Yesterday I had reposted a link on Facebook to a blog post here that I had written three years ago. The One Conversation I Long To Have. It was a post about my second son, Jamie, who has a disability. It was a post about the “What Ifs”-the things that might be different if he hadn’t been born with a disability.

A very good friend of mine called me this morning and suggested I write about the things that have happened in my life that would not have if Jamie had been born without a disability. (I hesitate to use the word ‘normal’. We could argue all day about what THAT even means! Setting on a dryer? Will agree to that one! )

One of the main reasons that I took his suggestion so seriously, is that we are friends because of Jamie’s disability.  We would never have met otherwise. Think about the people who are important in your life, that would not be there if just one thing about your life had been different.  I have many. My life has been truly enriched with people and experiences that came into my life because I had a child with a disability!

Having a child born with a disability can bring many unexpected people in your life. Both good and bad. Helpful and not. Teachers and takers. If you are lucky, it can bring you lifelong friends.

I know that Jamie has affected many people through his life. I still run into some of them that will mention him. He has been out of school for ten years already, but he has not ever been forgotten. He, himself, became a teacher to so many. Teaching patience, kindness, and giving us an insight into what really matters. He has made us laugh, cry, taught us pride in simple things.

I went to a class so long ago called Partners in Policymaking. It is a program that was started in Minnesota in 1987 that was designed to teach people with disabilities and family members of those with disabilities the power of advocacy. It truly changed my life. I met so many amazing people during this program and learned so much from them and from the speakers.I found more of my voice! The people in this group are the ones who urged me to tell ‘my story’ when Jamie escaped from the house and I got charged with neglect because of it. It helped me to fight it. Which led to other things I never thought I would do. From talking in front of the legislature to changing laws, being on many tv and radio shows and being in newspapers all over the country, to talking to other parents who found themselves in a similar place as I had.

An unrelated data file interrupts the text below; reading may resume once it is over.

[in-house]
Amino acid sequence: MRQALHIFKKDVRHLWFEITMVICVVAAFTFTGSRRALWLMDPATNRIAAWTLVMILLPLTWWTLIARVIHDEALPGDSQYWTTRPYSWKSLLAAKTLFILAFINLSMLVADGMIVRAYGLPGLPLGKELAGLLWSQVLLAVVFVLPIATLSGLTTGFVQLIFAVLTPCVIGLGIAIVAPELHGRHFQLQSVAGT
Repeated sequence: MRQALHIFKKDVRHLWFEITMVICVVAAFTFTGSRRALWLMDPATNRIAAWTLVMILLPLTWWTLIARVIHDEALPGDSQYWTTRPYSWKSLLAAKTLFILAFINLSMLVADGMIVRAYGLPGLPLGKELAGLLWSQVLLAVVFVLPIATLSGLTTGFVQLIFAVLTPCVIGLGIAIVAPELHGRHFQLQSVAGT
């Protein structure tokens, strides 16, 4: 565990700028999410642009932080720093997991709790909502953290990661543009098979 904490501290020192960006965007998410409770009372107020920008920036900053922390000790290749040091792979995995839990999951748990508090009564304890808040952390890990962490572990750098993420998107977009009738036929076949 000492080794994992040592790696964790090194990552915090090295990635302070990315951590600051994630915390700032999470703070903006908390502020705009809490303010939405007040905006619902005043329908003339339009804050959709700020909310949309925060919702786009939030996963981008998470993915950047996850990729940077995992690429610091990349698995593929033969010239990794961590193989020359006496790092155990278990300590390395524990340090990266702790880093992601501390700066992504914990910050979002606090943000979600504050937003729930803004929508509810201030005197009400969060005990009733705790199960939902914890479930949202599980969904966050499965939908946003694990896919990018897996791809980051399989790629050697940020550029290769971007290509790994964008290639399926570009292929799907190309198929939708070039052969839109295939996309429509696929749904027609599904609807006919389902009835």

Because of Jamie, I was able to take a terrible situation and turn it into something positive and I was able to help a large amount of people.

When he went to school, inclusion wasn’t really a common practice. It was ‘practiced’ by ‘letting’ our kids be included at lunch or maybe art class. I would not accept that at all. We sometimes had to fight to have him included, but I knew it was his right and it was the law, besides the fact that it was the right thing to do. All kids matter-we had to remind the ‘regular’ teachers of that sometimes. The kids were great, and usually were all through his school years.  I hope he inspired some of them! I know he taught some of the adults-those are some of them that still stop me and talk about him now!

I have been taught to speak out, to love unconditionally, to look at life and the world with wide open eyes, with acceptance. I have been taught that some things just don’t matter as much. I have learned to laugh at much much more.

My kids would have had a much different life without a brother with a disability. But, I wonder, would they be as kind, as inclusive? I hope so, but maybe he also taught them. I know two of them would have different jobs than now-most likely neither would be direct care providers.

I feel my world was truly expanded when I had Jamie. Experiences, people, knowledge that I would never have had otherwise.

What I do know, is THIS life, is more than great. It has been enriched. It has great love. Jamie? He is smart. He is loved. He is happy!